Yesterday I visited my mother's house for the last time. She died 19 years ago and since then my sister and I have been kind of stuck in limbo. My mother's new husband (only a year into marriage) was allowed to live in our family home until he saw fit to leave. This year he died and the home where we grew up, became ours again. Back in June when I first entered it again, it felt like all trace of her (and my dad) who died 7 years before her, was gone. Her husband had chucked away all that was hers and had left the house an empty shell. I felt nothing but sadness that he'd treated her, in the end, with so little respect. So, fast forward six months to now, and the house sale finally going through. I stepped back in again and while standing in the kitchen I was bombarded by memories. Mostly of our family christmases when my dad was alive, that year after year we celebrated in the tiny kitchen. 

It felt good to have some glimpses again of a past which did have some happiness infused within them. It gave me, this empath, a pathway to start a different type of grieving process... Here's a poem that is the  beginning, I think, of something bigger.

They say the dead
leave fragments
but they’re wrong.
What’s left is visuals
sunk in shadows. 
Spits of sound appear and
with each slight turn of head,
glimpses of light
and the smell of bleach.
They say they leave
pain and agony
but they’re wrong.
What’s left is a room
stuffed to the rafters
with laughter infused
with the cheapest sherry,
newly papered walls
fresh and ready for Christmas.
Each year, a dusty tree
extracted from the downstairs cupboard,
silverfish shaken
from its wire branches. 
And she, bending each arm
to make a tree-like shaped thing,
covered in no time
with bits and bobs pulled out of school bags
year after year with a flourish.
They say the dead
leave fragments,
and if they mean love
that inflates like a balloon
expanding your heart
until it bursts out of your eyes,
they are half right.

Sunday, 1 November 2015

Poetry Schmoetry

Busy doing stuff.
So, once a year blogposts seem to be the order of the day *ahem* year... How could I let a year go by without updating, especially as I'm pretty sure I've written about a million poems in that space of time. And probably without too much exaggeration.

Poetry as always has been a good friend to me. It's always a way for me to access, reassess and make sense of my emotions. It also helps me with getting my thoughts in order.

An old friend used to say that poetry is the merging of the technical and the emotional. That definition works for me in many ways. Not least because for me it's a process that allows me to attempt to make sense of feelings and take them to a brain level by choosing and fitting that feeling into words... Sometimes it helps. sometimes it diminishes the feeling which can be helpful in some circumstances, but mostly it puts it into another perspective which can be really helpful.

In September I embarked on a Facebook challenge to post a poem a day onto a challenge page. I didn't miss too many days - even if I did cheat a bit by occasionally posting an edited version of an old poem (so spank me)....

Here's a couple of the new non-cheating ones:

Simplicity, he said,
Makes deeper seas
In which we can swim.
Complexity, she said,
Warms the water,
Wards off goosebumps.
Clarity, he said,
Means bigger fish
Follow the boat.
Obscurity, she said,
Makes them swim
Right into the net.

You can borrow my body
I have no need of her today.
Landscaped lawns
Preened and weeded
With a little wild corner 
Set aside for the fairies.
Sunshine makes shadows 
As readily as trees.
You can have me today 
From my ears to my knees.

Swallows circle
in autumn air
as thin as gossamer 
and yet as swollen
as this gilded lily
who awaits your command.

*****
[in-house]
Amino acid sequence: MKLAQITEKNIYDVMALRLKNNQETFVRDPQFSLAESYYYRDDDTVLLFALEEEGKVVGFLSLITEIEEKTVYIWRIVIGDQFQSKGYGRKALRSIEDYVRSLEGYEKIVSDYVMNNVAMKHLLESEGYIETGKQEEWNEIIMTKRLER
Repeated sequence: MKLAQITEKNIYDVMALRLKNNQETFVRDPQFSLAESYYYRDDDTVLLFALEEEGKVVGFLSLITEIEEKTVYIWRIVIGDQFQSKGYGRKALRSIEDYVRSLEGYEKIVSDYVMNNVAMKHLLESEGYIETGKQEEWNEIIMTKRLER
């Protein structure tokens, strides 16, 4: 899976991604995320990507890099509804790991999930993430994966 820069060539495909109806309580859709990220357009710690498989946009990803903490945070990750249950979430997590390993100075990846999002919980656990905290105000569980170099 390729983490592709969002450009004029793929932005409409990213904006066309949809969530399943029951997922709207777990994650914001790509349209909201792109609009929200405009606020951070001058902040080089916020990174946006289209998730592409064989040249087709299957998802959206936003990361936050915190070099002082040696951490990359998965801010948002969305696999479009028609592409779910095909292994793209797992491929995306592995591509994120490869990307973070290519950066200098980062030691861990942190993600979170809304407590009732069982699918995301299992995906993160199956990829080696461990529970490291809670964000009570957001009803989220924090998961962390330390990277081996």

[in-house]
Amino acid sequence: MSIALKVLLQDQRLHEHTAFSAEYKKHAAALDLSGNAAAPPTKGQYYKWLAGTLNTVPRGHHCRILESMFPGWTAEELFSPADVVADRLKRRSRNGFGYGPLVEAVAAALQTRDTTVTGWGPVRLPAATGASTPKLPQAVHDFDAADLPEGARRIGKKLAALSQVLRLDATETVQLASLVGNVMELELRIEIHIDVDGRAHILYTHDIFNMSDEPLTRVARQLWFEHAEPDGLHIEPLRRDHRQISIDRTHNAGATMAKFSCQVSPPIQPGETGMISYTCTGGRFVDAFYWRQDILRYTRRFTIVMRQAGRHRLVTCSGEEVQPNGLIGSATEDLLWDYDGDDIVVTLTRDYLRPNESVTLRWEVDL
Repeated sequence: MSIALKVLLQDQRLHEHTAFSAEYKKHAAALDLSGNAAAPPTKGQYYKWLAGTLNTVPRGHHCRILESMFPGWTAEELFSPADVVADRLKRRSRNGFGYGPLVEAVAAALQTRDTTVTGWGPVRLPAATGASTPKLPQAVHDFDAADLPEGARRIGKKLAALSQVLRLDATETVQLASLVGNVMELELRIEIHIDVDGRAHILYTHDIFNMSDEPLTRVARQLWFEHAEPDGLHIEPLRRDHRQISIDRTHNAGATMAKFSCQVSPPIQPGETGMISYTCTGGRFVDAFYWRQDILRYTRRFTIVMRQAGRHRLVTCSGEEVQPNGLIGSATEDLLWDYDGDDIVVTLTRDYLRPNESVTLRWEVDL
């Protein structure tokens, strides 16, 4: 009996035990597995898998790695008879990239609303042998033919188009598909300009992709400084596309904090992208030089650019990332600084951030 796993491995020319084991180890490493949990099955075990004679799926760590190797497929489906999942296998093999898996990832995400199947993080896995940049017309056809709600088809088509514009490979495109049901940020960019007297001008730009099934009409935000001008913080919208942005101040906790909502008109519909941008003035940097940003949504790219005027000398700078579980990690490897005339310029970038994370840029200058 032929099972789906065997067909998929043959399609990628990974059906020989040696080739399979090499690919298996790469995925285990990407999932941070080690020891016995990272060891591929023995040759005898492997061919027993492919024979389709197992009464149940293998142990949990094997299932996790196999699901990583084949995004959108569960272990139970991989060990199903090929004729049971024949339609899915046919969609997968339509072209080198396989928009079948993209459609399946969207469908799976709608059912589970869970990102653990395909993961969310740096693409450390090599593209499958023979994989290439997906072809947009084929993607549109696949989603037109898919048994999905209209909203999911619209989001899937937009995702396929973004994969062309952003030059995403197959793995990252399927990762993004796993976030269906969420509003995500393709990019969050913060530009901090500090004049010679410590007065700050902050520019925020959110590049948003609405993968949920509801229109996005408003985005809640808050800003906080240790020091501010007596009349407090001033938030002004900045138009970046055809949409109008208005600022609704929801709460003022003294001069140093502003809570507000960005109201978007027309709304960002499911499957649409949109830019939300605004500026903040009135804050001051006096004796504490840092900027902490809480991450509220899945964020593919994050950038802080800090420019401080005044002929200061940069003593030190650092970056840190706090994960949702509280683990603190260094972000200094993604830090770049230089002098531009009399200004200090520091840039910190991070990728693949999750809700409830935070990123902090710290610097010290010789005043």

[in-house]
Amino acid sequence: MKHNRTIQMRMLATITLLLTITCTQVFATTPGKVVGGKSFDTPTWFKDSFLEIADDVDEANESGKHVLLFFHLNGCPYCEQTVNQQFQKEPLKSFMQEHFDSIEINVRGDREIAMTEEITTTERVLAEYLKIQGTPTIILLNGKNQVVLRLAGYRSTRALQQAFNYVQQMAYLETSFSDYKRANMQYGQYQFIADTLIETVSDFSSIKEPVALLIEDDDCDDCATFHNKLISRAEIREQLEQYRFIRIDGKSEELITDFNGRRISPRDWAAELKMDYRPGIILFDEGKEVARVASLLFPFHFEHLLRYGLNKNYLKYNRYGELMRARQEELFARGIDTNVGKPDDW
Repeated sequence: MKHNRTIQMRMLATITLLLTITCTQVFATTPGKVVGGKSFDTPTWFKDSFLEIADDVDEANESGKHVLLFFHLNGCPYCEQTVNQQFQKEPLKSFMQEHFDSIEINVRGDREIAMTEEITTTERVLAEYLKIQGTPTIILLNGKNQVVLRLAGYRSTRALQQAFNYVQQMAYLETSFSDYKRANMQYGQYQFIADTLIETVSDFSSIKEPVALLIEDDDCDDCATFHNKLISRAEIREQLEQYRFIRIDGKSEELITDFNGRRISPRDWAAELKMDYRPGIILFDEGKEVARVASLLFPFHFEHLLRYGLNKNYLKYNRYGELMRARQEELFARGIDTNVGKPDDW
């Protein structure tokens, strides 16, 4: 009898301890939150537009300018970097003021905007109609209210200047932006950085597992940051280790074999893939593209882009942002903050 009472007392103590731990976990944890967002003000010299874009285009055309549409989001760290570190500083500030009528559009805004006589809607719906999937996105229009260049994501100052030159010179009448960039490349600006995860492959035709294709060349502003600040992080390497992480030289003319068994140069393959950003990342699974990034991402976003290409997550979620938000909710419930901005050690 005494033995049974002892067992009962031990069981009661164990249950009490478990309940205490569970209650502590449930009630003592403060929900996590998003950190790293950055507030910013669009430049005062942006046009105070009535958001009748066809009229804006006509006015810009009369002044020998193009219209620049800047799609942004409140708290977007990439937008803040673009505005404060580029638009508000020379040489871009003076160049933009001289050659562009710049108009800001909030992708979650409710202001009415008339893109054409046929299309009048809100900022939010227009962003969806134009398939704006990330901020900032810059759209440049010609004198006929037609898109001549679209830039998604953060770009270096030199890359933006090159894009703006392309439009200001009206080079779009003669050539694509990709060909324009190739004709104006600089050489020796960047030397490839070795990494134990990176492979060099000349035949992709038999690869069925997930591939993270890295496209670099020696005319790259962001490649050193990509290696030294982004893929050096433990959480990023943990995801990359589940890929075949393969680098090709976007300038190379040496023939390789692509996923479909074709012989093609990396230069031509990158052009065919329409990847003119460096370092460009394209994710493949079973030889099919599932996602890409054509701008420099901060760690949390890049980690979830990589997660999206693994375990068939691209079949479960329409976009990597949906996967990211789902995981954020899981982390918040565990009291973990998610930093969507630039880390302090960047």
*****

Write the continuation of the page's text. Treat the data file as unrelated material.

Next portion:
They will fly south soon
as sure as this next hour
will swoop into another, 
bringing me back
to circle over
this ploughed field. 
You let me go
and therefore
I came back. 

I think it might be time for another poetry challenge... any ideas?

Saturday, 18 October 2014

It's been a while...

Hey you,
I've been pretty busy the last few months, both physically and mentally; lots of aliveness and along with that, lots of thinking, going on.
I've been teaching my own devised short story writing course; Totnes Writers' Playshop , which I'm loving so much. Plus finishing off the sequel to Dark Sleepers & writing another short story to sell. I'm also looking into funding to run a workshop in Exeter with Dan Metcalf friend and writer.
But I haven't stopped writing the poems - they've been churning out of me most days. Currently, I'm into week 4 of my MA poetry course, which has been a revelation, and I think, it's taken even my meagre words to a whole new level.

I'll share one that came out of an exercise on Wednesday that looked at traces left behind. Showing presence in absense...

Brushing cake crumbs
from clothes
into dead ash,
the bare warm seat
still sighs
sunken like tired eyes,
still stinging from your scent
as it clings to molecules
not yet homed.

Clustered round the half-empty
glass, or to you half-full, 
are remnants,
skin-cells, a golden hair
or two.
Two sticky rings
from clumsy coffee cups.

Wednesday, 11 June 2014


Good evening poet people.

I pushed out a poem tonight while pondering why often we push through our best instincts and alarm bells, and continue down a dark path. I thought about the nature of a fairytale, how the hero or heroine must be tested, and through that, valuable lessons are learned.

For me, it's often been the urge or need to feel alive, to shave off my corners and be new. Or a way into a place where I can use experience in my writing. In that way, I suppose, I'm a method writer. I must feel it to write it.

Most of all, I thought about this life, this drama and me. I thought about what it means to me to lose control and throw myself into the fast flowing stream. What it might mean if I did just that.


I must follow this silver slipway
in my hooded cloak
to the full moon through
the darkening forest.

It could be a forgone conclusion
that each twist will lead
to a rotten red apple core.
But I must know for sure.

Deeper I will go
to the candy-covered house.
It can have no charms on me,
not if I know
there's a witch within.

I can refuse to cage my brother.
I can refuse to stoke her fire.

And when she turns to bite, I'll run.

For I've left white pebbles
trailing my way home
by moonlight.